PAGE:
The Rise of the Audiobook I Oxford Open Learning

The Rise of the Audiobook

Thanks to the increase in digital technology, there are now more ways than ever to listen to audiobooks. Gone are the days when you had to have a cassette recorder or a CD player – or a parent – to tell you your favourite stories as you went on a long car journey, or when you were tucked up in bed at night, too tired to read yourself. Now, thanks to smartphones, laptops, tablets and more, wherever you are and whatever you are doing you can listen to someone read to you from every genre, in fiction or non-fiction.

With this increase in available platforms came a massive rise in the number of sales of narrated books. So much so that authors of fiction are now actively encouraged to write their books with a consideration given to how they may sound when they read aloud. In the UK alone, in 2014 the audio market rose by nearly 25%, and by 2016, audio-books had become the fastest-growing format in publishing. According to Nielsen Book Research, 59% of audiobook consumers in the UK only started purchasing and listening to the medium in earnest in the last three years.

With the arrival of Audible, Amazon’s audiobook specialist company, even The Bookseller magazine got on board, publishing its own audio chart. As you’d expect, the first audio chart closely reflected the print chart bestsellers, with novels such as The Girl on the Train at the top. If children’s audio-books had also been included, it is highly likely that Stephen Fry’s reading of J.K. Rowling’s Harry Potter series would have been number one for months at a time.

But why are audio books so popular? The answer is simple. People who enjoy a story, whatever their age, love to be read to. It’s easy entertainment, and it means we can enjoy the best books in the world without having to engage in actually picking up the book – perfect after a busy day or on a long journey when we can’t actually hold a book. Audiobooks are the perfect way for bookworms to catch up on the books they simply don’t have time to read, and even reluctant readers will still enjoy hearing a good story.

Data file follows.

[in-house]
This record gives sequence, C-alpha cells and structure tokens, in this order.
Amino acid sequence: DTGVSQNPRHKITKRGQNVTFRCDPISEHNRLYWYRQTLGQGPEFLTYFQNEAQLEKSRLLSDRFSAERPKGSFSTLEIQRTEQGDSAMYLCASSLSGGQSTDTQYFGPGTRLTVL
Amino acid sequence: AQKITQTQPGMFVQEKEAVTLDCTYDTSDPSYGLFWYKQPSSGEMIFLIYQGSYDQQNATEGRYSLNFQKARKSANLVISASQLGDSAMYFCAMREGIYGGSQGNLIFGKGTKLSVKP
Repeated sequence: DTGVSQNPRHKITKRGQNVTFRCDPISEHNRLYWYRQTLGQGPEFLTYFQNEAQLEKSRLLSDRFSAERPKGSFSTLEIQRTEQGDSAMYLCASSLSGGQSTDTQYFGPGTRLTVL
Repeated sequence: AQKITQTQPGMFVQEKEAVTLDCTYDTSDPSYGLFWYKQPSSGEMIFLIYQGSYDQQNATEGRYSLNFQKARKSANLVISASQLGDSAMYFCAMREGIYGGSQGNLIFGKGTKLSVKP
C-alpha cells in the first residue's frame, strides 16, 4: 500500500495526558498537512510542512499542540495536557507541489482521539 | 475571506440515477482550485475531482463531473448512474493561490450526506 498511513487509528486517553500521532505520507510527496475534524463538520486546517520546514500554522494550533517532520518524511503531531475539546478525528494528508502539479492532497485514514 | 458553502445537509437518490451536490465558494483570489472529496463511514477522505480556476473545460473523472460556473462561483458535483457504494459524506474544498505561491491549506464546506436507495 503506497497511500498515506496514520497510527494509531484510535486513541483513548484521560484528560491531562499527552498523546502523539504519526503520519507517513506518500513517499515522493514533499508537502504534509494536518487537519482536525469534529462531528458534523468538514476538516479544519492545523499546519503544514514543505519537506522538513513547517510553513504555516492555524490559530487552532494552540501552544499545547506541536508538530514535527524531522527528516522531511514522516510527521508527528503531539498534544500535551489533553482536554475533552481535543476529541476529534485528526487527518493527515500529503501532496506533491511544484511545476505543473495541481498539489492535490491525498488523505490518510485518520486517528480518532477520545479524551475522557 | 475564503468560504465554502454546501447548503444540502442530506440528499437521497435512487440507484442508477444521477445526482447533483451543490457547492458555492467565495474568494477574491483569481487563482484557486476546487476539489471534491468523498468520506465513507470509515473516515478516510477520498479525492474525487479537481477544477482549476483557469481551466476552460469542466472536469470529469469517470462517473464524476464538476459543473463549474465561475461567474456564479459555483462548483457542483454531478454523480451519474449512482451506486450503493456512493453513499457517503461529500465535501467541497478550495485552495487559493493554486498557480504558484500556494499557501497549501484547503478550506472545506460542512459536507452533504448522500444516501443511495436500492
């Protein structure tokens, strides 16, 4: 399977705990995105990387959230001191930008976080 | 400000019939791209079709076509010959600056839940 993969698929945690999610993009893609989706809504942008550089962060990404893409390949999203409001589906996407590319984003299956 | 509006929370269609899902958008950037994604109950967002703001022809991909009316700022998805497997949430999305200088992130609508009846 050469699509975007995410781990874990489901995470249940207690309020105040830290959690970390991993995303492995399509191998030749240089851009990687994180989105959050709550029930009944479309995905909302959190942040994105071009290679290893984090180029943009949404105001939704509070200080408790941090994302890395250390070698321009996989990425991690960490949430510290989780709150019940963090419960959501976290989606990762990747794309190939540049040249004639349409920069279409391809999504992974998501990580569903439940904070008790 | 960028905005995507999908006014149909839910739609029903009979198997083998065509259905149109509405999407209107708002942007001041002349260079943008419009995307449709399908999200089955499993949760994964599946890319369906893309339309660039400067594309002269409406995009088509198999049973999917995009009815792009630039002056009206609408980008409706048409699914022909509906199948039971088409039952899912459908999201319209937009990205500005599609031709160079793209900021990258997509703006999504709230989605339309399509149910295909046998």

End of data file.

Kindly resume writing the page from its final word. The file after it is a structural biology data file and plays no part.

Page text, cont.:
In an article on the popularity of audio-books in 2016, GQ Magazine asked if audio-books “were the new Netflix”, implying that people were binge-listening to books, just as they binge-watched TV boxed sets. As one of Audible’s early catchphrases correctly predicted: “You can listen when your eyes are busy but your mind is free.” Narrating audiobooks brings in big celebrity names, too; having a famous person read your novel is a fast track to success. The bigger the name of the narrator, the more download sales, statistics suggest.

According to statistics provided by Good E-Reader, “Major publishers are devoting themselves to producing audiobooks of all of their front-list titles.” The tactic appears to be working, for whilst eBook sales decline (they dropped 5% in 2017), digital audio downloads increased in 2017. “In the first three months of 2017 digital audio sales increased by over 28% and it generated over $74 million dollars.”

As well as helping save the troubled publishing industry, audio books are proving to provide significant educational benefit. By listening to more stories, across an ever growing set of genre types, children on their phones, CD players or tablets, are all building wider vocabularies, experiencing more diverse literary styles, and as a consequence, are learning more words in their younger school years than ever before.

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Dr Kathryn Bates is a graduate of archaeology and history. She has excavated across the world as an archaeologist, and tutored medieval history at Leicester University. She joined the administrative team at Oxford Open Learning twelve years ago. Alongside her distance learning work, Dr Bates is a bestselling novelist, and an itinerant creative writing tutor for primary school children.

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